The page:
A Queen, A Prince and His Beautiful Pharaoh

blog by Robyn Wyman-dill

With the calendar now inching deeper into fall season, I would like to bid adieu to my favorite month of the year in the western hemisphere – September.  Which I remember ended on a good note.  Thank you.

In California, Governor Brown signed the plastic bag ban, making us the first state in the nation to curb plastic bag usage in grocery stores.  Another first for the US – a law that allows private citizens to ask a court to seize guns from family members who they believe pose a threat to themselves or the public – goes to California too. Meanwhile, an amendment for the legalization of recreational marijuana is favored to make it on the 2016 ballot here.  If passed, it would bring in much-needed state revenue for the decaying state – whose economy was hit hard by the recession. (In the first six months, Colorado added $13.9 million to the state coffers from pot sales tax and fees. ) Unofficially, marijuana is ranked as the number one agricultural crop in California – and has been for more than 50 years.

As you may know I marvel at beauty because it is a many splendored pleaser. With its natural abilities to attract, inspire and spark desire, it simply makes the living of life so much more gratifying. When beauty is arresting, it holds the power to influence others. So, when a handsome, Hollywood Prince decided to commit his love to his beautiful bride publicly, the whole human race felt their powerful love resonating inside them. It ushers in a restored sense of beauty that we’ve lost. With a more hopeful future  (Ok. For those of you who missed the moments leading up to George’s big day, the celebrations were magnificent. A cotillion of beautiful people in water taxis were seen cruising the Grand Canal between activities over the four day extravaganza.  There were glimpses of the groom acknowledging members of the press and waving to spectators. Many captured moments of the bride looking ravishing and elegant and so very much in love. Lucky for us, the handsome, American Christian George Clooney from Kentucky and the beautiful British-Lebanese Muslim Amal Amaluddin based in London( who I coined is the most beautiful ‘pharaoh’ of them all since Cleopatra – the last Pharaoh to rule Egypt.) chose to share this most memorable occasion in Venice, Italy.  A city with beauty and depth.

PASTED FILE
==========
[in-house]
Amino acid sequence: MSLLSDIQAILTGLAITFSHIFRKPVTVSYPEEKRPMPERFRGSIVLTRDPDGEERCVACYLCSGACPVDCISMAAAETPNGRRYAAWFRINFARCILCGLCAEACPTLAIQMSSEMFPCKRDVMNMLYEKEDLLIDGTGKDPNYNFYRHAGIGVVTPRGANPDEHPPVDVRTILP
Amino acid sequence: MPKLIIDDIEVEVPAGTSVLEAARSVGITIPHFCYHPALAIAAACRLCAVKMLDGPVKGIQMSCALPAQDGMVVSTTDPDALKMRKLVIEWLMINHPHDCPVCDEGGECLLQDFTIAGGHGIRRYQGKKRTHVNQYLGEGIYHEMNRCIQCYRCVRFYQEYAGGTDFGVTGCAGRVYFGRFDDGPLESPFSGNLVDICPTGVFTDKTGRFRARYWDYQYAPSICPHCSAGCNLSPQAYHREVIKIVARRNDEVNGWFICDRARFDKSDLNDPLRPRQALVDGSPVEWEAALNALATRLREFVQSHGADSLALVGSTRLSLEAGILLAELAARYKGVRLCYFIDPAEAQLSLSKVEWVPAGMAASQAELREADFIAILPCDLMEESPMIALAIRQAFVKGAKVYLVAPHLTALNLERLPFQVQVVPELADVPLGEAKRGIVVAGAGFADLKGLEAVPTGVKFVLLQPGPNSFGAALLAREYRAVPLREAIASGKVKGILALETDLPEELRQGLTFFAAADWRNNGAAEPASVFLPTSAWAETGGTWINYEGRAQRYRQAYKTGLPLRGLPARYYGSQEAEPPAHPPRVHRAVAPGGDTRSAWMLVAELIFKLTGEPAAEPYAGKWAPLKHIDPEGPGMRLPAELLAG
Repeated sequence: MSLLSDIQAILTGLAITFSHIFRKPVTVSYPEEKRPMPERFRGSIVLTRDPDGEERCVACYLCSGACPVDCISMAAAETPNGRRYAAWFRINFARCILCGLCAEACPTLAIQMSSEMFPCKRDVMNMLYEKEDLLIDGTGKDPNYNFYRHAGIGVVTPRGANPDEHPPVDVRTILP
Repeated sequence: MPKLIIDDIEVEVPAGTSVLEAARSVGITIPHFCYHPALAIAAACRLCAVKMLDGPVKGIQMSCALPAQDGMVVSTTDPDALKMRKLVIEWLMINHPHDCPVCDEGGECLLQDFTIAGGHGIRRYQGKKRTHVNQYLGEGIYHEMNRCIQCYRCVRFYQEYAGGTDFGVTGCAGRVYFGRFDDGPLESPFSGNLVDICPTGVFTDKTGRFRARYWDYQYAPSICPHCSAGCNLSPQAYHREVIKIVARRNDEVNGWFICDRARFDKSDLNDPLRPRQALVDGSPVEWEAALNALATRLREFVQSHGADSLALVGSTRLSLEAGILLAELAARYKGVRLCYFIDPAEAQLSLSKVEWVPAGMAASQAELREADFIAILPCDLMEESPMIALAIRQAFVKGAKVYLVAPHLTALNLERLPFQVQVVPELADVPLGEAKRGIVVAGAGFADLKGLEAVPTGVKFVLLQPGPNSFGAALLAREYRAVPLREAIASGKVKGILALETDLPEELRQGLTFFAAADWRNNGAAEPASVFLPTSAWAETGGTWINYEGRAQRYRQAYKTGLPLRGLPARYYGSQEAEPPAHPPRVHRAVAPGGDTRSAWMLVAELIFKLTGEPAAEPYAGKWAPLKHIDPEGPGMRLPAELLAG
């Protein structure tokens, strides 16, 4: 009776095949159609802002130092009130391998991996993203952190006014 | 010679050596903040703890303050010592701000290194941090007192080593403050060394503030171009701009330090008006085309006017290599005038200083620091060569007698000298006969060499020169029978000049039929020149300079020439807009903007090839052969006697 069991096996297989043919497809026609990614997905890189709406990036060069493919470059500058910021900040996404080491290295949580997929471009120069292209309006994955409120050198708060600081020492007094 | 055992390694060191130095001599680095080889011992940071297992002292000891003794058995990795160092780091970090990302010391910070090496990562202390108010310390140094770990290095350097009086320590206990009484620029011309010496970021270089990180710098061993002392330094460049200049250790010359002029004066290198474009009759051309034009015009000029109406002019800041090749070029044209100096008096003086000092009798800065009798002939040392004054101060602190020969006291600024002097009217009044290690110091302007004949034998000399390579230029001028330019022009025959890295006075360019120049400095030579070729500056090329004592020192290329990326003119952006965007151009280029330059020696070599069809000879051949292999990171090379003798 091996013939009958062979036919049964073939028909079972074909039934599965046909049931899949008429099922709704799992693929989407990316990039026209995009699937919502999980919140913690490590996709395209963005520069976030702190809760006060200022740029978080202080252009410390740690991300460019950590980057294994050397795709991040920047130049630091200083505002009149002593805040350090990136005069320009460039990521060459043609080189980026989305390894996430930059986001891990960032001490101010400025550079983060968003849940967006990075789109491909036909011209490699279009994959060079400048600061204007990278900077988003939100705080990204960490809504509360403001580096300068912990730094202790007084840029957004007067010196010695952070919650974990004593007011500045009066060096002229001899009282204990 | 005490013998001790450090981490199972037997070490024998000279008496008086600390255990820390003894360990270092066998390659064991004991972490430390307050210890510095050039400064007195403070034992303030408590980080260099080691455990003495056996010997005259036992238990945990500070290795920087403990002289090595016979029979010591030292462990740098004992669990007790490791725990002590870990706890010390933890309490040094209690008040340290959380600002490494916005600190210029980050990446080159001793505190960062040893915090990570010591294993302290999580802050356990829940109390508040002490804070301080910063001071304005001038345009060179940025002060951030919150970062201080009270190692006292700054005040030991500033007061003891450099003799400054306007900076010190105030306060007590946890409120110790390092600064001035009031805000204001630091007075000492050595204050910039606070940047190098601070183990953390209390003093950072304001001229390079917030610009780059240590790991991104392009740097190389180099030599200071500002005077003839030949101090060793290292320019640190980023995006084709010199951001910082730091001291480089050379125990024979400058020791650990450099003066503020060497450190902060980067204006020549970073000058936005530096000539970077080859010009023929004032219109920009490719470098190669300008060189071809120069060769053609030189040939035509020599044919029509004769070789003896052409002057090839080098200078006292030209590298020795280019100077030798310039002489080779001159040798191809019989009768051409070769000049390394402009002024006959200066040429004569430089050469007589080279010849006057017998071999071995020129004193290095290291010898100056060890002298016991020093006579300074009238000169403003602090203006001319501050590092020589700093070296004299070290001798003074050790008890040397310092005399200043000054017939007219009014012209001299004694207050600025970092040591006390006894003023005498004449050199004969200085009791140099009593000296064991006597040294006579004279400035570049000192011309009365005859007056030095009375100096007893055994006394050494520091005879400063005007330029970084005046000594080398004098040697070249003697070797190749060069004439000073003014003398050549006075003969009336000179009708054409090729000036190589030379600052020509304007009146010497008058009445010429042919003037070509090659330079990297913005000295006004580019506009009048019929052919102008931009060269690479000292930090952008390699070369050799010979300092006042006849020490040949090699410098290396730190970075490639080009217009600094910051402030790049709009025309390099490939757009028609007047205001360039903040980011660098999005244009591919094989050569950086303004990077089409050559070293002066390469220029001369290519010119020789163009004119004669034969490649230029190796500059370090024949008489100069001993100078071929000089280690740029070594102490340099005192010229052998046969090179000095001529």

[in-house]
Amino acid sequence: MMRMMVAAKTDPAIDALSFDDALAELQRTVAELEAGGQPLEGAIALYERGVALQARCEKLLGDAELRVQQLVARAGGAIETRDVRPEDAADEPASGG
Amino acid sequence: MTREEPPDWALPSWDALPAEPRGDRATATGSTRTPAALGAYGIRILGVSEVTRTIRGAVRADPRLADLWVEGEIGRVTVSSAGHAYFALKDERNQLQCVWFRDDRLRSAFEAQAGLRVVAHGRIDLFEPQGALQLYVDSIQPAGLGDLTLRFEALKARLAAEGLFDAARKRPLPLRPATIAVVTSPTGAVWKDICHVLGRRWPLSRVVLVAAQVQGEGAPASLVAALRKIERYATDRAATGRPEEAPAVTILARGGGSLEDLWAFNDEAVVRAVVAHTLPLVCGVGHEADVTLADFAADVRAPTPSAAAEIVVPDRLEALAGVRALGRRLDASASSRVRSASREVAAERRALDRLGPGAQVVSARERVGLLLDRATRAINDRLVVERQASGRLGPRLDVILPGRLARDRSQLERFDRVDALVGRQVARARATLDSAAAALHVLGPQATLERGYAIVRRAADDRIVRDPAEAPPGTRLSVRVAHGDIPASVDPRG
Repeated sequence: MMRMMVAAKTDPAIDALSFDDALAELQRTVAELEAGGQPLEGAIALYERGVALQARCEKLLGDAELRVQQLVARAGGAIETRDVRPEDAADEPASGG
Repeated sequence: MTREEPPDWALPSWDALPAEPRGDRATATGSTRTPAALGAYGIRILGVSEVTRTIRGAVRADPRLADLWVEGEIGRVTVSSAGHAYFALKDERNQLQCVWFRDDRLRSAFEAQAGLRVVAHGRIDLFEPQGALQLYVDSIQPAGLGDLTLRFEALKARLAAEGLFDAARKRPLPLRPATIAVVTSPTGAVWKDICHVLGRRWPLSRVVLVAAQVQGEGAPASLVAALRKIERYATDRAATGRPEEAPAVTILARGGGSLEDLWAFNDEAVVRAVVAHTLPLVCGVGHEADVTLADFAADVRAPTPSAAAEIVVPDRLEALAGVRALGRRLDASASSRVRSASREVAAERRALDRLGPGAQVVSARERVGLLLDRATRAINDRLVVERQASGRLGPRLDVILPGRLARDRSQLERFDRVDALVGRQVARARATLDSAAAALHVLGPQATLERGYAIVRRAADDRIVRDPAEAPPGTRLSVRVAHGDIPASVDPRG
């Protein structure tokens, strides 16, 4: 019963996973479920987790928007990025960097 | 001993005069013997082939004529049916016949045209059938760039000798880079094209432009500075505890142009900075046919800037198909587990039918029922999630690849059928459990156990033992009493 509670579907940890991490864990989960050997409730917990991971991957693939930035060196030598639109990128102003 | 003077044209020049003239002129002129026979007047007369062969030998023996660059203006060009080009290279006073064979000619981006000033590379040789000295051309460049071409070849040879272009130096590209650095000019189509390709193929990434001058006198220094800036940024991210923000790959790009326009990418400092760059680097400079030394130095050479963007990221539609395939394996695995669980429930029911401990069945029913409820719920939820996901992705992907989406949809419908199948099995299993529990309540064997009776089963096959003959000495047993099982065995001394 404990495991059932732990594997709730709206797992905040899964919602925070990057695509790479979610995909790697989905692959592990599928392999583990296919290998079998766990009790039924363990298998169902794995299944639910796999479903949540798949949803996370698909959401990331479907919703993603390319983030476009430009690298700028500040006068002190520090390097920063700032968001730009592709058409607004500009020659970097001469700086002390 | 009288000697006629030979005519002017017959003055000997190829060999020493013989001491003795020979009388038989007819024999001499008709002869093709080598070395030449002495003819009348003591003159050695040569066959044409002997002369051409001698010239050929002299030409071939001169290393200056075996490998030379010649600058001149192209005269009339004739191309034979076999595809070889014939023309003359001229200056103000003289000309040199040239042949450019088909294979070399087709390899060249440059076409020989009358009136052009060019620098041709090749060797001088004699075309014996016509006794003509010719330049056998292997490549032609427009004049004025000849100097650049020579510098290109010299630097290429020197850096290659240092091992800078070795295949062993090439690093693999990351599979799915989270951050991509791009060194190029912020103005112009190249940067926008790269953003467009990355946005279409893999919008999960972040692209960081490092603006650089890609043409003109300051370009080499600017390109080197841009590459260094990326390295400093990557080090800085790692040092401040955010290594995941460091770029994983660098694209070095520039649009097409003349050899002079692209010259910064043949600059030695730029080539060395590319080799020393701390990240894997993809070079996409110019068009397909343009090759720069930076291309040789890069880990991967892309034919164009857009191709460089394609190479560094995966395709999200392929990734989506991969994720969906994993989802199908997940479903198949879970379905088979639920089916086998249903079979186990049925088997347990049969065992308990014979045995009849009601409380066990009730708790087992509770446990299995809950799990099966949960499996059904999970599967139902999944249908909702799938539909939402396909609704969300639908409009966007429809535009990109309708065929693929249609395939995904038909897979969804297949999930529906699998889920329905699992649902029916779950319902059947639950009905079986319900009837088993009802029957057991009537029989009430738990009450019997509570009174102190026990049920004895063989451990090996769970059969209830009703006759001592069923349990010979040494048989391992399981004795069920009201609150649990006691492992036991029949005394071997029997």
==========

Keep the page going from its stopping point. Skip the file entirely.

Now I thought September’s swan song had been sung and it was time to move on – until I read that the RMS Queen Mary celebrated her 80th birthday with a 600 pound birthday cake. The 15 foot, replica of the Queen Mary, took three weeks to plan, four days to assemble and would use 100 pounds each of flour and sugar.

Made of white chocolate butter cream, vanilla cake and seedless raspberry filling, the birthday cake sounds just like the little cakes we were served as kids.

I was only two and traveling with my Mother and sister for the first time when the Queen Mary set sail from Southampton, crossing the English Channel to board passengers in Cherbourg. Our journey often took us along the coast of Spain – turning west at Gilbraltar before navigating across the Atlantic Ocean. Transatlantic crossings took about five days.

Queen Mary, wife of George V, christened the liner on September 26, 1934. After the maiden voyage launched successfully, the liner became publicly heralded for ending the Great Depression in Britain. In the first year of service, the liner carried a total of 56,895 passengers to their destinations.

To a kid, five days onboard a boat was an eternity.  Nevertheless, the management provided us with a fun environment with a playroom, sovereign shop stocked with toys, a gymnasium and an indoor pool.  They also hosted a children’s tea party or two on every voyage.

I was five when my family took our second round-trip transatlantic voyage.